In late years Slinkey has met with many reverses of fortunes, and has often attempted to commit suicide. About two months ago he jumped from the steamer Sausalito when she was about half way across the bay going to Sausalito. He was rescued with much difficulty. At that time he said he would kill himself, but that he would not try to drown himself, as his two attempts had failed. His previous attempt at suicide was made from the afterdeck of a steamer lying at her dock in Sausalito. At that time he was rescued by his faithful dog, which pulled him out of the water.
Some years ago a murder was committed here, and the authorities were looking for the murderer. Slinkey went to the Sheriff’s office and surrendered himself as the murderer. It afterward turned out that he knew nothing about the crime and was only recovering from the effects of a debauch.
The cause of his last and successful effort this afternoon was a trial before Judge Belrude of Sausalito last night on a charge of disturbing the peace. This morning when he appeared for sentence he was fined $10, and when he used violent language to the court he was fined $5 for contempt.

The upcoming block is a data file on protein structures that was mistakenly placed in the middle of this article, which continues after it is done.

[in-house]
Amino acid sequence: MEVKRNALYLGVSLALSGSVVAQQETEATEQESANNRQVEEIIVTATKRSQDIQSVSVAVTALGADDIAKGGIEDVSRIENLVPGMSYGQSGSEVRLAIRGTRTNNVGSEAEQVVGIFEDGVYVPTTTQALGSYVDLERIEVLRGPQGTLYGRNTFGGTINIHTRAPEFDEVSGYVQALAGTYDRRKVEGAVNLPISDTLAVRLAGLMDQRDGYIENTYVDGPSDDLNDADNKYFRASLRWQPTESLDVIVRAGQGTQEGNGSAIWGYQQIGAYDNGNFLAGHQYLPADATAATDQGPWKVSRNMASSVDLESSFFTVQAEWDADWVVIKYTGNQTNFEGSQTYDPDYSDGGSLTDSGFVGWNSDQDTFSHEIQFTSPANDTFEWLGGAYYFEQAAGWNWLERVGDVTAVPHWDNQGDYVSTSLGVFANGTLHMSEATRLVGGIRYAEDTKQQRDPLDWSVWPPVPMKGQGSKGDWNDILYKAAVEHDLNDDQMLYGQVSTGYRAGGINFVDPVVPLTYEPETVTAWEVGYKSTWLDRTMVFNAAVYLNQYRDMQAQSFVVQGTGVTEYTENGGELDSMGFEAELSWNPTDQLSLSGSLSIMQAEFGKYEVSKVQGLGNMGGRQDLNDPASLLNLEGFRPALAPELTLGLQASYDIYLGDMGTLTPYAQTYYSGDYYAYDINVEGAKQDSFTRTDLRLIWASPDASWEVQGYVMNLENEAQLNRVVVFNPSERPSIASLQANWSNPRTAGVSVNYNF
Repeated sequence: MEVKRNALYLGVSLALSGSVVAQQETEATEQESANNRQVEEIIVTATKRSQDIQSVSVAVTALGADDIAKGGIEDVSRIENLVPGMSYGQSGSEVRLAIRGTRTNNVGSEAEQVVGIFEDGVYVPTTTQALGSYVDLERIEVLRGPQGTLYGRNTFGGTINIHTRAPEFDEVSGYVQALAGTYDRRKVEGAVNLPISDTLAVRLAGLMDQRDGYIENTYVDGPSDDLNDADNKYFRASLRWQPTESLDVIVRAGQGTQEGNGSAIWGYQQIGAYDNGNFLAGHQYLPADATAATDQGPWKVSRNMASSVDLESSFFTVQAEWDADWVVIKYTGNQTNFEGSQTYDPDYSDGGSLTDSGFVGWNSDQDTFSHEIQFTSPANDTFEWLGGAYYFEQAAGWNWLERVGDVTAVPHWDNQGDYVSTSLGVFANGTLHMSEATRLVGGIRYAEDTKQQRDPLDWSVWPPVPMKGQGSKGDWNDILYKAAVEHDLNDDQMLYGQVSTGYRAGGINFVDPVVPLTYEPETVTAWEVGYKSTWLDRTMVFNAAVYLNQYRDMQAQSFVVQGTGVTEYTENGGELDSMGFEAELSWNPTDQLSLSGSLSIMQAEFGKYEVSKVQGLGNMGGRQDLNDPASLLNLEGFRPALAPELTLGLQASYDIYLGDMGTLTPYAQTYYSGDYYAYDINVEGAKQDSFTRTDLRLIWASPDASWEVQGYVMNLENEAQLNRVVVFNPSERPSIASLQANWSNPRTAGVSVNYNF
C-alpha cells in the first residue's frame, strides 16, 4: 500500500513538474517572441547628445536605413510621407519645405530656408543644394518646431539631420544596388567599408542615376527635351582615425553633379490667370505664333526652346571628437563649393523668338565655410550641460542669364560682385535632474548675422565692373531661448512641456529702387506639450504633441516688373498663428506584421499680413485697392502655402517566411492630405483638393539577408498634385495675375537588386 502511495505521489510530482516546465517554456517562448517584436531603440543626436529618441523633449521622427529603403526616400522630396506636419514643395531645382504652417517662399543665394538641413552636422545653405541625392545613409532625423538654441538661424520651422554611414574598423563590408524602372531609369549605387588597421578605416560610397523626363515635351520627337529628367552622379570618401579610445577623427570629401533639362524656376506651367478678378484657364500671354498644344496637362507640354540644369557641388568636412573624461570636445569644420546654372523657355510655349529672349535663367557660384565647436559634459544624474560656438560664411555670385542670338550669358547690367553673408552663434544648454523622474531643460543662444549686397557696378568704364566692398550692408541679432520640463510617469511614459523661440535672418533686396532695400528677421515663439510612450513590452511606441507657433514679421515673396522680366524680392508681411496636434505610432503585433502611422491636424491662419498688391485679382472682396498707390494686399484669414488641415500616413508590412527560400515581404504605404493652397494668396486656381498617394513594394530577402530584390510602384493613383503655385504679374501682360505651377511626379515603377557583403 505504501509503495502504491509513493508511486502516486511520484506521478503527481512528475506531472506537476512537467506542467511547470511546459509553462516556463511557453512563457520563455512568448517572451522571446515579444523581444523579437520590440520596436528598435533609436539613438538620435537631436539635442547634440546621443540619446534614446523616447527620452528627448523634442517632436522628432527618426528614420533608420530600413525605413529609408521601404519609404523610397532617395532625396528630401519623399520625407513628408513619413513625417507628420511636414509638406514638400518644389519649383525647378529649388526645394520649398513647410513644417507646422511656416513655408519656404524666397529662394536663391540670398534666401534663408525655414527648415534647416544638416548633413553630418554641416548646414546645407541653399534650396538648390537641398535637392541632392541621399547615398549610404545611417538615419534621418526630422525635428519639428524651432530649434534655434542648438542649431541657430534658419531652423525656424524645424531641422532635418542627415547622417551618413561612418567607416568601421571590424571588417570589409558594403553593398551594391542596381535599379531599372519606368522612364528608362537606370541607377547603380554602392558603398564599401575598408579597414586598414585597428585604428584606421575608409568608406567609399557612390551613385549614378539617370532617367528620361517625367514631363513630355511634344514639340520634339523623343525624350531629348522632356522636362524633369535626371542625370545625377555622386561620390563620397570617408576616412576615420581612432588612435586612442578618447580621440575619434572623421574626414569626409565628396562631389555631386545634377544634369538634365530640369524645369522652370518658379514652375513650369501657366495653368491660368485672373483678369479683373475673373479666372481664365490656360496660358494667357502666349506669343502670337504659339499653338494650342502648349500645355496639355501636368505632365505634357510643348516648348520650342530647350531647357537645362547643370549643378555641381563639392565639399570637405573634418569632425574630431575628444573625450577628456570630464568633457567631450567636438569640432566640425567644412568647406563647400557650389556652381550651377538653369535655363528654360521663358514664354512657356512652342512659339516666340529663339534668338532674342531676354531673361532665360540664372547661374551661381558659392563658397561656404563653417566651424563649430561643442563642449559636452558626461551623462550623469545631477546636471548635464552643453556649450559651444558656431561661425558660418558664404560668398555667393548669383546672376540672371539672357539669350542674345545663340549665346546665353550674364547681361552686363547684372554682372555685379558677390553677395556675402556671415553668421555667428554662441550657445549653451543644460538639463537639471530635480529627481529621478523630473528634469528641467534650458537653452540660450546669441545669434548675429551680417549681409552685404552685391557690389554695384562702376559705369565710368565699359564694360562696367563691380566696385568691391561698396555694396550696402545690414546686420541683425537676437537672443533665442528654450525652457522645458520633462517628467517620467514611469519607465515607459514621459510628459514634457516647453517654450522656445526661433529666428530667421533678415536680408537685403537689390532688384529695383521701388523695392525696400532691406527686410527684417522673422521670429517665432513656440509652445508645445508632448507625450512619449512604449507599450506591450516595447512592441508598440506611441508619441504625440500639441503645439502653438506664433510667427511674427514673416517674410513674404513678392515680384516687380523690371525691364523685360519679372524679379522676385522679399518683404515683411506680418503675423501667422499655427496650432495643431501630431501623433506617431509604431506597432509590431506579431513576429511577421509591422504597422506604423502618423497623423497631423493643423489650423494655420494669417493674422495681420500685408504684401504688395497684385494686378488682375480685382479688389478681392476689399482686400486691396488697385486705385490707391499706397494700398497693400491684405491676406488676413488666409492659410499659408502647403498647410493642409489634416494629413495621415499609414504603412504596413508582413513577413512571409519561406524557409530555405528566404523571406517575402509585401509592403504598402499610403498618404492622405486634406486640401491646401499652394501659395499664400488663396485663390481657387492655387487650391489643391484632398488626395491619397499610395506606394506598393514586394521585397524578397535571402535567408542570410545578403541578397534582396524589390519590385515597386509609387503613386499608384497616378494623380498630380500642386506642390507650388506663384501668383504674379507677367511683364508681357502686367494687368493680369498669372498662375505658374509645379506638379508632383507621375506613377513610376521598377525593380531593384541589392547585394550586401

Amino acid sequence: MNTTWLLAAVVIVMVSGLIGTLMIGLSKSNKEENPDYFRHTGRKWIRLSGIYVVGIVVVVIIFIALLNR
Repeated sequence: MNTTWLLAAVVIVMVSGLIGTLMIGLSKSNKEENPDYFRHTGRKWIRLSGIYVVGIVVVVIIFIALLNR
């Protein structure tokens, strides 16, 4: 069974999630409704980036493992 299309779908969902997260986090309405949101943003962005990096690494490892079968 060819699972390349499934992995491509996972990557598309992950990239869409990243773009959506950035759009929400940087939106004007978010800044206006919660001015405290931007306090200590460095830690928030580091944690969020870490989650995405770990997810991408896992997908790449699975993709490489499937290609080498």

The night before last a man named Ross was having a little dispute with his wife, and Slinkey, who was a deputy Marshal, went to the house to quell the disturbance. The woman threw him down the steps and he retired and procured a warrant for her arrest. Not to be outdone, she got a warrant for Slinkey’s arrest for disturbing the peace. At the trial both were convicted, the woman Annie Ross, being fined $5.
Slinkey, after his conviction, was taken in charge by Constable R. Garrity and was to be brought to the jail here, but asked to be allowed to go to bed until sober. He was placed in the Ryan House, and when next seen was in his death struggles. Slinkey was well known throughout this county. (San Francisco Call, August 17, 1900, pg. 3.)
August 17, 1900:
THE SUICIDE OF DANIEL SLINKEY
SAUSALITO’S POUNDMAN VICTIM OF MORPHINE.
A SENTENCE TO JAIL FOR TEN DAYS PROMPTED HIS ACTION.
End of One of the Most Eccentric Characters Ever Known in the History of Marin County.
SAUSALITO, August 16.—Daniel Slinkey, poundmaster of Sausalito and one of the most widely know characters in the State, committed suicide shortly after 2 o’clock this afternoon by swallowing the contents of a two-ounce bottle of morphine. Slinkey died in the same theatrical manner in which he has always lived, his body falling almost into the arms of a constable who had come to take him to serve a ten days’ sentence in the County Jail at San Rafael.